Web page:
Most of the professionals playing in The Masters described Fred Couples' performance on Friday afternoon at Augusta National Golf Club as "cool." The antithesis of "cool?" Tiger Woods. Someone get the guy a blanket and an Abrams tank.

After a roller-coaster, even-par 72 on Thursday, Tiger started quickly in his second round, reaching two under with two birdies through three holes. That's when he started to unwind. He dropped his 9-iron after an errant tee-shot on the 16th hole and proceeded to kick it about 15-yards in disgust.

To be quite honest, the man was annoying. And that's coming from a Tiger Woods fan. If it seemed like he was whining the whole round, it's because he was. Even dropping a few "Goddamns" loudly and clearly enough to get picked up by the cameras. Former Masters winner-turned analyst Nick Faldo said Tiger had "lost his game...and his mind."

Tiger Woods, Rory McIlroy, Phil Mickelson: the names TV execs want on top of the leader board to help with ratings. But as Tom Watson showed us in the 2009 British Open, people love the old guys.

Here stands 52-year old Fred Couples, tied for The Masters lead through 36-holes with Jason Duffner—a man who was six years old when Couples played in his first Masters in 1983—at five under par. Couples is the oldest player to have any share of the lead this far into the tournament, surpassing Lee Trevino who led at 49 in 1989. And if he were to win, Couples would easily become the oldest winner to earn the green jacket; Jack Nicklaus was 46 when he took home his sixth Masters in 1986.

Luckily, if Couples keeps leading, the attention will increasingly focus on his story, allowing Tiger and the story of Augusta National's policy to exclude women members to fade into the background as well.

Boys Don't Cry (About Not Letting Girls In Their Club)

Widely respected New York Times golf writer Karen Crouse is the latest to keep this story burning; one that was reignited because Virginia M. Rometty was promoted to chief executive at I.B.M, one of the key sponsors of The Masters. Augusta National had previously extended membership to her four male predecessors, though they have yet to offer it to Rometty. This has sparked new life into the debate that seemed to die down after Martha Burk so infamously led a crusade against the club from 2002 to 2004.

Now, I realize this might be unpopular with my liberal brethren, but what seems like a juicy story is not really that exciting at all. Yes, Augusta National Golf Club is a private, mens-only club. Just like the hundred, maybe thousands of other gender-specific private clubs around the country—not the least of which are iconic institutions like the Boy Scouts and Girl Scouts of America. I don't foresee president Obama and Mitt Romney littering the campaign trail with comments about the sexist policies of the Boy Scouts. Women are not barred from the club and they are certainly allowed to play the course.

Would allowing them to become members go a long way towards trying to shed that old, white-guy image golf has so successfully branded? Sure. But are they doing anything morally reprehensible or illegal by keeping members mens-only? Not as long as my son can't sell Girl Scout Cookies. (Note: I don't have a son and the Girl Scout cookies I ordered just arrived this week.)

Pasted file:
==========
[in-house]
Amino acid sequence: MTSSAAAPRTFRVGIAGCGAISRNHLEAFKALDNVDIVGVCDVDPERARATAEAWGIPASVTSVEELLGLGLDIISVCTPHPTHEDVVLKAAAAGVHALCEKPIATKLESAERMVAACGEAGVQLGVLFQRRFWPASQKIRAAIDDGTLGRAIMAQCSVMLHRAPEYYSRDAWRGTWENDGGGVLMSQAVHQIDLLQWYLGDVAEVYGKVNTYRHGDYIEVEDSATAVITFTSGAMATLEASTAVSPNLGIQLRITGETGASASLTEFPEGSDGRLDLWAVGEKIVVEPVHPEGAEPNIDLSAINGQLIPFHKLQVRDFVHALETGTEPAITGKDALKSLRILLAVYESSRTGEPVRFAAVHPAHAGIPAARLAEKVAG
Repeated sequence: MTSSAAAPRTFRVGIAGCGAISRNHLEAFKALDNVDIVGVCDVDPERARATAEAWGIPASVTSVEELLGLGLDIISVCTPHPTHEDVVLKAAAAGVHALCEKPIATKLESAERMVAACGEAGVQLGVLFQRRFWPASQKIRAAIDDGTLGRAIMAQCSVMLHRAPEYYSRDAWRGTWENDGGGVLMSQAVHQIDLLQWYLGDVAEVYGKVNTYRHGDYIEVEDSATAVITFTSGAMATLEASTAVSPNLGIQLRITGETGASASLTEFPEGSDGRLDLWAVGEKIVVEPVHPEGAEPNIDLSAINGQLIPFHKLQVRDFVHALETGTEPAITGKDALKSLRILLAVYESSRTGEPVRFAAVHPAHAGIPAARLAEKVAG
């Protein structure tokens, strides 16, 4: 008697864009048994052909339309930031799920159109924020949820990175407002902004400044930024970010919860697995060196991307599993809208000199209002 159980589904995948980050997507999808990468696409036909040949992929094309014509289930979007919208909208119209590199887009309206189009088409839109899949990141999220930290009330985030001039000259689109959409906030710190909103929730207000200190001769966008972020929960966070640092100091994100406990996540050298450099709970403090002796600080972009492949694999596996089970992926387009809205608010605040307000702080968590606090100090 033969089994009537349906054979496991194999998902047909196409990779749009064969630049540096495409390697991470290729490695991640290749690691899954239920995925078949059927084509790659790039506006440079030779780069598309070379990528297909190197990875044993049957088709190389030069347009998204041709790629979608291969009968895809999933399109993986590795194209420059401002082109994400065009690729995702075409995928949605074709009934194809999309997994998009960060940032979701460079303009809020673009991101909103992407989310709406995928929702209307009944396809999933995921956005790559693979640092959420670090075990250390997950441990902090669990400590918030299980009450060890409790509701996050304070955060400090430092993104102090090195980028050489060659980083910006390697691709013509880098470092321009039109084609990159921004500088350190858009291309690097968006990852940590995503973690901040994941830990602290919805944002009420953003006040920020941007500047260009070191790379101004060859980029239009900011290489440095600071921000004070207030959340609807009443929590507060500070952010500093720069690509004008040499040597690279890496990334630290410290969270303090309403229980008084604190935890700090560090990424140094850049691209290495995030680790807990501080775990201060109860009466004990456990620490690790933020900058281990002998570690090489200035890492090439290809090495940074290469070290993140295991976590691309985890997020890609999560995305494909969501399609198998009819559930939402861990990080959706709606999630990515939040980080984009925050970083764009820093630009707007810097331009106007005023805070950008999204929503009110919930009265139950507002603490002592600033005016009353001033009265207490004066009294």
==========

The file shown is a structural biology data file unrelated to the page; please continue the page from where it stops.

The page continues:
Turtles Are Slow, Steady, and Wear Green

There is an exciting field behind Fred Couples and Jason Duffner. The World's No. 2 and 3 golfers—Rory McIlroy and Lee Westwood respectively—are in a group one stroke behind Couples that includes Bubba Watson, Louis Oosthuizen, and Sergio Garcia. Both are looking for their first Masters win. For Westwood it would be his first major, for McIlroy his second, and the chance to become the second-youngest winner of the Masters behind only Tiger Woods—a name he'll start getting compared to more and more should he win this week.

It doesn't stop there. The leaderboard is littered with past-major winners; Phil Mickelson is only three strokes back, despite a first round 72, which included a journey into the forest with about 50 friends. So is Vijay Singh. Paul Lawrie, Matt Kuchar, and Miguel Angel Jimenez are two-strokes behind. Take all the big names, add in a sexy sexism debate, the usual Tiger drama, and a 52-year-old leader, all set in the idyllic weekend Georgia weather, and you have a perfect storm staged for record ratings.

Yet the winner is sure to be the one who is the most consistent. The one who remains calm in the face of everything Augusta throws at him. Just ask Henrik Stenson, who is currently tied with a large group at two under, but who finished Thursday's opening round with an eight—the highest score ever carded on the 18th hole at Augusta. Friday, he finished with a birdie three.

Which is exactly why Fred Couples might just take this thing, and is almost assuredly going to finish within or around the top 10. He has the best career scoring average of all-time at Augusta among players who have competed in at least 100 rounds, beating out even Jack Nicklaus. And despite currently ranking 373rd in the world, Couples has finished his past two Masters tournaments in sixth place and tied for 15th.

As Saturday's round begins, the field has been cut to 63 golfers. Because of ties at the five-over par cut off, this is the most golfers to make a Masters cut since 1992. Which just so happens to be the last year Fred Couples won the ugliest green jacket we'd all love to own.

Derek Evers is the publisher of Impose Magazine and a contributing writer for Golf Digest. He's writing about The Masters for Gothamist because your weekend editors aren't sure of what to make of this "golf."